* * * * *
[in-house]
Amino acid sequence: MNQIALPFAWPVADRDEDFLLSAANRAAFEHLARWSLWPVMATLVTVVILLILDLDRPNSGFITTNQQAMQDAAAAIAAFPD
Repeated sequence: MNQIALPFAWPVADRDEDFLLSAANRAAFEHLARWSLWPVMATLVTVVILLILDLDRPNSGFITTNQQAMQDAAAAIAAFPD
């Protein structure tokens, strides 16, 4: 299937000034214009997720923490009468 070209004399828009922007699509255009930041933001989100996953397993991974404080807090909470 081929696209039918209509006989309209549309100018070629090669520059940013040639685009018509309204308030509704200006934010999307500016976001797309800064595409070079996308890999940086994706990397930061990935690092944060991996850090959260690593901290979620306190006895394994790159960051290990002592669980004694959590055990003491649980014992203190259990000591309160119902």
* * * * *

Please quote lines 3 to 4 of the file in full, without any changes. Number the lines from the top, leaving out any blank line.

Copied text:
Repeated sequence: MNQIALPFAWPVADRDEDFLLSAANRAAFEHLARWSLWPVMATLVTVVILLILDLDRPNSGFITTNQQAMQDAAAAIAAFPD
């Protein structure tokens, strides 16, 4: 299937000034214009997720923490009468 070209004399828009922007699509255009930041933001989100996953397993991974404080807090909470 081929696209039918209509006989309209549309100018070629090669520059940013040639685009018509309204308030509704200006934010999307500016976001797309800064595409070079996308890999940086994706990397930061990935690092944060991996850090959260690593901290979620306190006895394994790159960051290990002592669980004694959590055990003491649980014992203190259990000591309160119902």